Travellers entering Hong Kong at entry points are required to declare to Customs officers the quantity of dutiable goods (liquor, tobacco, cigarette and cigar) which are in excess of the duty-free concessions. To prevent and detect smuggling activities, permits are required to import and export certain prohibited articles.
For more information on customs and excise, please visit the website of Customs and Excise Department .
Population and Language
At the end of 2007, the provisional figure for the population of Hong Kong was 6.92 million. The nationality of the population is predominantly Chinese (95%). Other nationalities include: Filipino (2.0%), Indonesian (1.9%) and Thai (0.4%).
Chinese and English are official languages in Hong Kong. Most Chinese speak Cantonese. Many of them can also communicate in English, Putonghua and other Chinese dialects.
For more information on population and language, please visit the website of the Government of the Hong Kong SAR .
Religion and Custom
Religious freedom is protected by the law. Churches, temples or other worship places of various kinds of religions can be found in Hong Kong.
Hong Kong is rich in time-honoured Chinese creeds and customs. Traditional Chinese festivals (e.g., Lunar New Year, Dragon Boat Festival, Mid-Autumn Festival) are celebrated each year.
For more information on religion and custom, please visit the website of the Government of the Hong Kong SAR .
Hong Kong has four distinct seasons with a hot, wet summer from July to September as well as a cold, dry winter from January to March every year.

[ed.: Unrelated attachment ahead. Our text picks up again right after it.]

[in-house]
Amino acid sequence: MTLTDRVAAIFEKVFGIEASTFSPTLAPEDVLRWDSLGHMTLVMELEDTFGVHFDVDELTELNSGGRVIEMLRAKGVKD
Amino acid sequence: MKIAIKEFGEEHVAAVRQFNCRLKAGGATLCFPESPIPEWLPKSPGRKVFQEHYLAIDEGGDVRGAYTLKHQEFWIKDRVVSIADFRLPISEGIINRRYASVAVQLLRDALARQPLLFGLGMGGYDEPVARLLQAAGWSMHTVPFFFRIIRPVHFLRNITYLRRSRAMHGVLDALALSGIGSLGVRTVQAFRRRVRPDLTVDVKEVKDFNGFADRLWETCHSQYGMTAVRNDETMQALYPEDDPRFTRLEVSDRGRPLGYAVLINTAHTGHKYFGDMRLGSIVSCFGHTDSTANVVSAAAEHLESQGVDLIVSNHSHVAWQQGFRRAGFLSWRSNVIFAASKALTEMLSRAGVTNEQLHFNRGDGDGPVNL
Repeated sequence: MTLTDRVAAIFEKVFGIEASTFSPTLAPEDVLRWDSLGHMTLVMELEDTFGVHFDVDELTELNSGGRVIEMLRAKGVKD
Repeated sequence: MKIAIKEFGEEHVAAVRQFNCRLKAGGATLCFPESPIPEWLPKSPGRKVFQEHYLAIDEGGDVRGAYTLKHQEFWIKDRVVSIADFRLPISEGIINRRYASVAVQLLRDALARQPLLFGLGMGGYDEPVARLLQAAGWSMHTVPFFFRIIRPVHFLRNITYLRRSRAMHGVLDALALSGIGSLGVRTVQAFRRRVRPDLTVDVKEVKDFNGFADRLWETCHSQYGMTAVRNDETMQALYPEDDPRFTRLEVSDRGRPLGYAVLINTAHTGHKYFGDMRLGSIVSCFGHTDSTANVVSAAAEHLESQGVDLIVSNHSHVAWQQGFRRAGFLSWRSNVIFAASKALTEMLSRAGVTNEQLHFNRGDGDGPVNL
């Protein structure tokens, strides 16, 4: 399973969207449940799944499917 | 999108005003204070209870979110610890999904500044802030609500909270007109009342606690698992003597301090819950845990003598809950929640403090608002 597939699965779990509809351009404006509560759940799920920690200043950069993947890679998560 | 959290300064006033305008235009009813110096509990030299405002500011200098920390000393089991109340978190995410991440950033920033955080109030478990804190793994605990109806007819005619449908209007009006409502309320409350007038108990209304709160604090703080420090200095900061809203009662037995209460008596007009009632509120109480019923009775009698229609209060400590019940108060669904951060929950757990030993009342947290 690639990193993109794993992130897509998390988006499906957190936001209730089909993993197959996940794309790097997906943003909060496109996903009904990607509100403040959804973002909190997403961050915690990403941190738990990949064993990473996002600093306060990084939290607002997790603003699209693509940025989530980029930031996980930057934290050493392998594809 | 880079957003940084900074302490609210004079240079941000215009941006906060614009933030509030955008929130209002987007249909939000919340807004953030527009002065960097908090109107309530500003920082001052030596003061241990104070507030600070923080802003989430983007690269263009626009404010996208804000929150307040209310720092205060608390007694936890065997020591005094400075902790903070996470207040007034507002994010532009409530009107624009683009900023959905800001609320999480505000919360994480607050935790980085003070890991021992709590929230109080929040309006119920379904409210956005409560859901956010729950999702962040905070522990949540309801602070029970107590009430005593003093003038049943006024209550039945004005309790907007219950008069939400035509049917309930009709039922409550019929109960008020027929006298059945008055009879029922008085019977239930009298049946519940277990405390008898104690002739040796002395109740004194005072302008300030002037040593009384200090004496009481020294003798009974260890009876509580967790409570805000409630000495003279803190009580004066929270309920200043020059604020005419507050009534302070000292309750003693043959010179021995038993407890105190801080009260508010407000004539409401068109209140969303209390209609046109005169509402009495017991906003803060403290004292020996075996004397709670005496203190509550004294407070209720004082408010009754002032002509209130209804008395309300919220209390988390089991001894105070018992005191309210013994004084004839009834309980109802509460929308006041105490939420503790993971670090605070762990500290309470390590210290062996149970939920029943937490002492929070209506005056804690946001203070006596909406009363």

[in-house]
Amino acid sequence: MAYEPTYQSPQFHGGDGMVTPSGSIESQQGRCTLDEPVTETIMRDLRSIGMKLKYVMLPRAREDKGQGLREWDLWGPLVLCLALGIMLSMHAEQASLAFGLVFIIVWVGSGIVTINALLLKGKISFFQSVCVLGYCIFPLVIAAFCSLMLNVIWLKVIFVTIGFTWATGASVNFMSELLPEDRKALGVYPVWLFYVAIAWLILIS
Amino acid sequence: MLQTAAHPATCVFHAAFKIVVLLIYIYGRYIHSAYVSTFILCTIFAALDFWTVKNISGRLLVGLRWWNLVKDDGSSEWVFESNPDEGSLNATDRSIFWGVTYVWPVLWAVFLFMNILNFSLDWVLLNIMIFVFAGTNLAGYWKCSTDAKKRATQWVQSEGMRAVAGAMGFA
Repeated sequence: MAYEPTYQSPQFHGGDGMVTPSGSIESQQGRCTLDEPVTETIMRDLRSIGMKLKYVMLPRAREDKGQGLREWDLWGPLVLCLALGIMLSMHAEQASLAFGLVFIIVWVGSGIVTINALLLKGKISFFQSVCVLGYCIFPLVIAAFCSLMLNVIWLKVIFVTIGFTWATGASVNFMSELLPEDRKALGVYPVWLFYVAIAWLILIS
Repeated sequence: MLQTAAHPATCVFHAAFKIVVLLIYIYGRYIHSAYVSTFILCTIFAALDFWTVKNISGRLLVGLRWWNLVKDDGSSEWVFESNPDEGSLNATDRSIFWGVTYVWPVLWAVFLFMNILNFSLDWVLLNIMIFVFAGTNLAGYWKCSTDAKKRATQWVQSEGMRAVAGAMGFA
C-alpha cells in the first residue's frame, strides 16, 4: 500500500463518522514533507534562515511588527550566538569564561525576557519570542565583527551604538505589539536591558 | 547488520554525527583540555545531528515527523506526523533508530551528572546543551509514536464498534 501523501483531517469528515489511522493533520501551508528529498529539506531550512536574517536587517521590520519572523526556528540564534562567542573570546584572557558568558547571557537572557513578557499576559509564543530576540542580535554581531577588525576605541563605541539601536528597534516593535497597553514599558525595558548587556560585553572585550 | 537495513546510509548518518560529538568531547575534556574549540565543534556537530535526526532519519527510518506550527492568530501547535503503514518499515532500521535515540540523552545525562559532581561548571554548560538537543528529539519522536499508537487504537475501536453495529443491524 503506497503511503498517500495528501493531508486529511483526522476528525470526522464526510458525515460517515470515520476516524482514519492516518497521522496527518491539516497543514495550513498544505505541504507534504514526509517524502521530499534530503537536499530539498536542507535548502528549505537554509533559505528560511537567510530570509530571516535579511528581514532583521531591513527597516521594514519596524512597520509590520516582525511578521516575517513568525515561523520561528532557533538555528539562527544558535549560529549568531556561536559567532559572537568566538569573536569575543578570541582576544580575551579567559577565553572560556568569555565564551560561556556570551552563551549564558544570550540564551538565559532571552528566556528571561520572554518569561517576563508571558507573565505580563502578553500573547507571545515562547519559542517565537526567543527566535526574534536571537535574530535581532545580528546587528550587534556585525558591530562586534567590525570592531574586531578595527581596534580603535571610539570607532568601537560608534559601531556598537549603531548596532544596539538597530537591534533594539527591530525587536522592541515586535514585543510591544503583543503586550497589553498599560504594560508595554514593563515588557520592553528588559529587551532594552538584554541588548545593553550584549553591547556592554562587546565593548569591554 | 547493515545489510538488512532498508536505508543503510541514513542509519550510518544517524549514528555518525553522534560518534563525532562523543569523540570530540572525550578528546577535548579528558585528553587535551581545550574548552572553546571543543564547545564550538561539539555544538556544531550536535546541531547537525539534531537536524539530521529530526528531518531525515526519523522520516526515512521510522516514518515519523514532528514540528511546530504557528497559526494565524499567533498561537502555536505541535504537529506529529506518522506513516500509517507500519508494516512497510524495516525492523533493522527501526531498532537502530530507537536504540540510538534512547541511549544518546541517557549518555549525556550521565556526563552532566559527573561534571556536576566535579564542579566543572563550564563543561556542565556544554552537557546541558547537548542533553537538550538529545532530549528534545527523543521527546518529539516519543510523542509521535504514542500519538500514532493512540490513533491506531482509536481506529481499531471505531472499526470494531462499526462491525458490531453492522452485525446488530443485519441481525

For more information on weather, please visit the website of Hong Kong Observatory.
Housing and Accommodation
The majority of the Hong Kong people live in high-rise buildings. About 30% of people live in public rental housing, 18% in subsidised home ownership flats and the rest in private housing.
A variety of licensed hotels and guesthouses provide accommodation to travellers in Hong Kong . For more information on accommodation, please visit the websites of Home Affairs Department and Hong Kong Hotels Association .
Extensive road and railway networks and infrastructures have been built for the growing population and continuous development in Hong Kong . Railways, buses, minibuses, ferries , taxis , trams and peak trams etc. offer a choice of different transport modes at reasonable fares and different levels of convenience.
Single adult fares of railways range from $2.0 (Hong Kong Dollars) to $36.5, and $60 to $100 for Airport Express. Bus fares range from $2.5 to $48. Urban taxi fare is $16 for the first 2 kilometres and $1.4 for every 0.2 kilometre thereafter.
For more information on transport, please visit the website of Transport Department.
Recreational and Cultural Activities
A variety of recreational, sports and arts performances and activities are provided by the Government and numerous non-governmental parties. Arts and film festivals are highly regarded. Museums, libraries, countryside, Ocean Park and Hong Kong Disneyland are attractive places to visit.
For more information on recreational and cultural activities, please visit the websites of Leisure and Cultural Services Department as well as Agriculture, Fisheries and Conservation Department .
The currency used in Hong Kong is Hong Kong Dollars (HK$). Hong Kong dollar notes come in denominations of $10, $20, $50, $100, $500 and $1000. Smaller denominations are divided into coins at values of 10 cents, 20 cents, 50 cents, $1, $2, $5 and $10.
For more information on exchange rates of foreign currency, please visit the website of Hong Kong Trade Development Council.
The electronic power provided in Hong Kong is 220V. Plugs with 3 squared pins are commonly used.
The Hong Kong Time is Greenwich Mean Time (GMT) +8.
Hong Kong has an extensive fixed and mobile telephone network and internet access. Travellers can use coins, phone cards or credit cards to dial public phones.
The country code for international direct dialing for Hong Kong is 852.
In case of emergency situation (e.g., accidents, crime, lost or fire), you may dial 999 and ask for assistance.
Useful Telephones and Websites
(Information from the website of the Government of the Hong Kong SAR and Hong Kong Year Book 2006)
Last revision date: 29 November 2012